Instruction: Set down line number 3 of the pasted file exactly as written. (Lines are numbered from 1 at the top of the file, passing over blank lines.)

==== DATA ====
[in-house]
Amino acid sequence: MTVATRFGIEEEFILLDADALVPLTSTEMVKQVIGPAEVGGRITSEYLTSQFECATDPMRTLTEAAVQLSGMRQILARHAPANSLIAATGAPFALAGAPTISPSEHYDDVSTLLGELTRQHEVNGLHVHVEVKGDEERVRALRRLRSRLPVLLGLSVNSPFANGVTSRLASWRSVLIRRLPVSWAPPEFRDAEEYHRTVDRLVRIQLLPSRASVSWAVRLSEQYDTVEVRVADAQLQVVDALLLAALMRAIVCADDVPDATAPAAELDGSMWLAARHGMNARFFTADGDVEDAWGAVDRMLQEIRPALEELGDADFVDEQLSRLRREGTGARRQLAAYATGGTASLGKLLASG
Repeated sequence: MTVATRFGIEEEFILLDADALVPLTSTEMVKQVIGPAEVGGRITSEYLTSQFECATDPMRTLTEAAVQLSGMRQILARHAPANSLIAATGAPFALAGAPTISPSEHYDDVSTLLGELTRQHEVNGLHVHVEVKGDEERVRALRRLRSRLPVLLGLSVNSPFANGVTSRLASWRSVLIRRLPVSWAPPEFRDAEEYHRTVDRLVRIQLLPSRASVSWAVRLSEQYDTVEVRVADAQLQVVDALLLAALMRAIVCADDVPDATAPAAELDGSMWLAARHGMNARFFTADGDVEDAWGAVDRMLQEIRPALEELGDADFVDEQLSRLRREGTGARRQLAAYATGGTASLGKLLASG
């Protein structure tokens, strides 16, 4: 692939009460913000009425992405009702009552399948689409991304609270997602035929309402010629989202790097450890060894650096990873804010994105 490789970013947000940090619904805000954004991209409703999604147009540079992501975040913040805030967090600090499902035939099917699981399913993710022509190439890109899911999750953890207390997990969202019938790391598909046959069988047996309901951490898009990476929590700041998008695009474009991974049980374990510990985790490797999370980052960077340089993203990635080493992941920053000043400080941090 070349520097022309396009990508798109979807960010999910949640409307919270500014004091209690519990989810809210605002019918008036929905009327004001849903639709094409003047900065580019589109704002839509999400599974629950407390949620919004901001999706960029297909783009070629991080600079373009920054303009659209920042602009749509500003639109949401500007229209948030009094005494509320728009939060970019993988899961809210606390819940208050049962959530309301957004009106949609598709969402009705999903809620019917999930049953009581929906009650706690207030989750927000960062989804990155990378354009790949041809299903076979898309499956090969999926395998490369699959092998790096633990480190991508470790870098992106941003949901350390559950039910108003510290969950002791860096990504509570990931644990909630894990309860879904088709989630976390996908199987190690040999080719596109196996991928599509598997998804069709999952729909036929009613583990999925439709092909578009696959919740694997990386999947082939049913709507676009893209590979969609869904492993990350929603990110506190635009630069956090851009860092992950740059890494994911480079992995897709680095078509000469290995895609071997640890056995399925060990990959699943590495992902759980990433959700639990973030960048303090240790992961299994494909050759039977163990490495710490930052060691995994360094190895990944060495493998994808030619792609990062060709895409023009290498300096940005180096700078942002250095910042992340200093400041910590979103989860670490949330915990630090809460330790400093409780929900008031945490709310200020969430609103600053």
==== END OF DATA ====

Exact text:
Repeated sequence: MTVATRFGIEEEFILLDADALVPLTSTEMVKQVIGPAEVGGRITSEYLTSQFECATDPMRTLTEAAVQLSGMRQILARHAPANSLIAATGAPFALAGAPTISPSEHYDDVSTLLGELTRQHEVNGLHVHVEVKGDEERVRALRRLRSRLPVLLGLSVNSPFANGVTSRLASWRSVLIRRLPVSWAPPEFRDAEEYHRTVDRLVRIQLLPSRASVSWAVRLSEQYDTVEVRVADAQLQVVDALLLAALMRAIVCADDVPDATAPAAELDGSMWLAARHGMNARFFTADGDVEDAWGAVDRMLQEIRPALEELGDADFVDEQLSRLRREGTGARRQLAAYATGGTASLGKLLASG